# Riemannian metric for surface of negative Euler characteristic

So, I want to equip a surface of negative Euler characteristic with a Riemannian metric of negative curvature.

I know from the uniformization theorem, that a metric of constant curvature exists

Now, if M is compact (for example a sphere with a finite number > 2 of puncture points):

-I know from Gauss-Bonnet, that this metric has to be of negative curvature

If M is not compact:

-the curvature can't be $> 0$ because the universal covering of M is not the sphere (because the sphere is compact)

Is there a way to rule out the possibility that the metric is of constant curvature = $0$ (flat)

• Something's fishy here. Any meaning I can construe of "not compact" will not lead to a universal covering possibly being the sphere. So, what precisely do you mean by a (non-compact) surface of negative Euler characteristic? – Ted Shifrin May 29 '13 at 20:18
• Ah, yeah, I meant that we can rule out the possibilty that M has positive curvature, because its universal covering IS NOT the sphere. I edited the question. I hope it's a clearer now :) – Richard2264 May 29 '13 at 20:25
• It's still not right. If you have a punctured sphere, it's no longer compact. Handles, ok ... I think you're misinterpreting the uniformization theorem; would you please give me a precise, complete statement? And am I correct that you're thinking only of manifolds without boundary? – Ted Shifrin May 29 '13 at 20:37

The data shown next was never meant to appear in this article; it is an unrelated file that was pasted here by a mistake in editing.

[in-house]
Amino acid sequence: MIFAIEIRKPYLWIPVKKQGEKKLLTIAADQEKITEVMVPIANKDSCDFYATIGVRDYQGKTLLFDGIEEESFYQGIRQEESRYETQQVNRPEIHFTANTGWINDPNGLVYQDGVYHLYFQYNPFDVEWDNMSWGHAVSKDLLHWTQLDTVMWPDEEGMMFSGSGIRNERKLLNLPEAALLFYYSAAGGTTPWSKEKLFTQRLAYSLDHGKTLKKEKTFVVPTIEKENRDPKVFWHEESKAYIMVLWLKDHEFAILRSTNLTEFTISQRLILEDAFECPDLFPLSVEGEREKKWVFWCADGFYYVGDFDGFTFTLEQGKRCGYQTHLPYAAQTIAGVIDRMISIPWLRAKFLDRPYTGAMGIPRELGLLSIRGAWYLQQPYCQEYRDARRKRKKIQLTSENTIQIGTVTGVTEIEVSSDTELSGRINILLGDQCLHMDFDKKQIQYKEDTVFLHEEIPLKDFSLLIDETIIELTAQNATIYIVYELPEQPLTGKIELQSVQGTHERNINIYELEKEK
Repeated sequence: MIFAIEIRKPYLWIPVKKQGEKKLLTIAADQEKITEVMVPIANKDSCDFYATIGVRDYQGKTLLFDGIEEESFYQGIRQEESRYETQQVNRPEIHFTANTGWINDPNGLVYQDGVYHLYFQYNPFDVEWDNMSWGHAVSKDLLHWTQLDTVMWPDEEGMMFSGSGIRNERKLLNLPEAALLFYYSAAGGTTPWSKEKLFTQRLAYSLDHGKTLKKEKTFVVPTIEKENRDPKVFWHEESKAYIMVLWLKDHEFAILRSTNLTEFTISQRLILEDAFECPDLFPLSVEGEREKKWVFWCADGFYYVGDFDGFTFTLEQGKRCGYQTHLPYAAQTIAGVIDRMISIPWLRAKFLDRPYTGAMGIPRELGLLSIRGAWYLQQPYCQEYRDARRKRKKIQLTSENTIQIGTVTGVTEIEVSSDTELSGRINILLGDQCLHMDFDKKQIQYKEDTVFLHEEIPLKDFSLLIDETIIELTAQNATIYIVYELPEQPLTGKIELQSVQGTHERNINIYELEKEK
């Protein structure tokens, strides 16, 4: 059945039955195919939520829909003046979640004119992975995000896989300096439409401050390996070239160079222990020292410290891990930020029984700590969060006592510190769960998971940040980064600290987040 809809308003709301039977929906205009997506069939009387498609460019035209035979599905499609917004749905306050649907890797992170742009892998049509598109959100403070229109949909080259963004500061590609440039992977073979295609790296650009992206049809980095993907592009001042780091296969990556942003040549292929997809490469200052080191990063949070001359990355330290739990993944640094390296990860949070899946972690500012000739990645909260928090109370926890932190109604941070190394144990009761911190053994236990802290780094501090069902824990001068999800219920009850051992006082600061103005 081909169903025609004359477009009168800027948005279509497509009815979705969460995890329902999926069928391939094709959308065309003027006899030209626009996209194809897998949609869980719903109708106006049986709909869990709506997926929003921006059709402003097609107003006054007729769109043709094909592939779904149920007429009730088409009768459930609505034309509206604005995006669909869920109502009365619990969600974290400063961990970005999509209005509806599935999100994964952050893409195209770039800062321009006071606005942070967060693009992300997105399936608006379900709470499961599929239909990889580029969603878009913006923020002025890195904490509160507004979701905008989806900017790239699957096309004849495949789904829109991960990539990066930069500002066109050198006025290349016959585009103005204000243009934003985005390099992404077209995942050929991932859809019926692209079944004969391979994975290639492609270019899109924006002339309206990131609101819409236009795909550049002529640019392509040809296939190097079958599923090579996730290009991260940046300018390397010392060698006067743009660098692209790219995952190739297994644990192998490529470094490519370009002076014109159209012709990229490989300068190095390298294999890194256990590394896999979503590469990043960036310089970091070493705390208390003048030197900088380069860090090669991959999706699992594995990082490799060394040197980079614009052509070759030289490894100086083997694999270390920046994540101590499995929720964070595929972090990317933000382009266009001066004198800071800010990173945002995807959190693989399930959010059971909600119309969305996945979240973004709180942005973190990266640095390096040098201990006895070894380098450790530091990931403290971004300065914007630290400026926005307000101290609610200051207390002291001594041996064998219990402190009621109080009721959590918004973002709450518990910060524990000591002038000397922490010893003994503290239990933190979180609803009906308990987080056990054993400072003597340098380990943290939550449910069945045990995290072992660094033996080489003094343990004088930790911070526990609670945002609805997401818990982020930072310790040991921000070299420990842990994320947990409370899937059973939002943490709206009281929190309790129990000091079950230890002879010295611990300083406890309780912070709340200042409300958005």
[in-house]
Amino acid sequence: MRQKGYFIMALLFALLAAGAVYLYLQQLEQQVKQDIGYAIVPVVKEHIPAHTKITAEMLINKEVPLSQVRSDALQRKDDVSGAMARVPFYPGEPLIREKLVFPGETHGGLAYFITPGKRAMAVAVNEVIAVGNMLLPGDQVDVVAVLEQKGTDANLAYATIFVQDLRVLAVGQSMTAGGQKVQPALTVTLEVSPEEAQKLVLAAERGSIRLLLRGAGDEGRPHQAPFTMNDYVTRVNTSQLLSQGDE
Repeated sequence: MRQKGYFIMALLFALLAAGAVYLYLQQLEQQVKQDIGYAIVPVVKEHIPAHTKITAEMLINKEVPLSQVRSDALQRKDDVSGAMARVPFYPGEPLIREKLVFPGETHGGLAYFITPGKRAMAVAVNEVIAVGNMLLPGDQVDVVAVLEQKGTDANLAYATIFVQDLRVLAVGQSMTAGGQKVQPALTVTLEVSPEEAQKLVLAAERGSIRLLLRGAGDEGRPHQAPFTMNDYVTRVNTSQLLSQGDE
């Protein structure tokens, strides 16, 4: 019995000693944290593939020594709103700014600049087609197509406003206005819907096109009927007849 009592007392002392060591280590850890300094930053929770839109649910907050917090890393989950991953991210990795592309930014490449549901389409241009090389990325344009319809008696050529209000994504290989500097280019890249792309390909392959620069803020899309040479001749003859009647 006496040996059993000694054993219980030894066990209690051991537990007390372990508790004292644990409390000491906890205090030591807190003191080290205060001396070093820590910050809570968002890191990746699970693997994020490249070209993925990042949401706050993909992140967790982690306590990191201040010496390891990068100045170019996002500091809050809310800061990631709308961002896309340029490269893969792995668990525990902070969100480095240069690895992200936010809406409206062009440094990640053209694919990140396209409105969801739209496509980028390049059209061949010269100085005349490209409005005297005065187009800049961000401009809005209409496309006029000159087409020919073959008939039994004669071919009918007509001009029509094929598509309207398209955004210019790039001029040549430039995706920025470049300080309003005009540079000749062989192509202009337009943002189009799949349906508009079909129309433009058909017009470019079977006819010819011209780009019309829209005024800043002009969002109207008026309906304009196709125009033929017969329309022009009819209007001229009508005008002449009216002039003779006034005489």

• Ok, let me try it again: I want to show, that there is a metric of constant negative curvature on, let's say the sphere with 4 points removed. As I see it, the uniformization theorem implies, that there exists a complete metric of constant curvature on this surface. This metric could in principle be of positive curvature or flat and I want to eliminate these 2 possibilities, ending up with a metric of negative curvature. – Richard2264 May 29 '13 at 20:53
• Now, if our surface had a metric of constant positive curvature, its universal cover would be the sphere. This can't be true for obvious reasons. Hence we are left open with two possibilities for the metric: constant negative curvature or flatness. – Richard2264 May 29 '13 at 20:55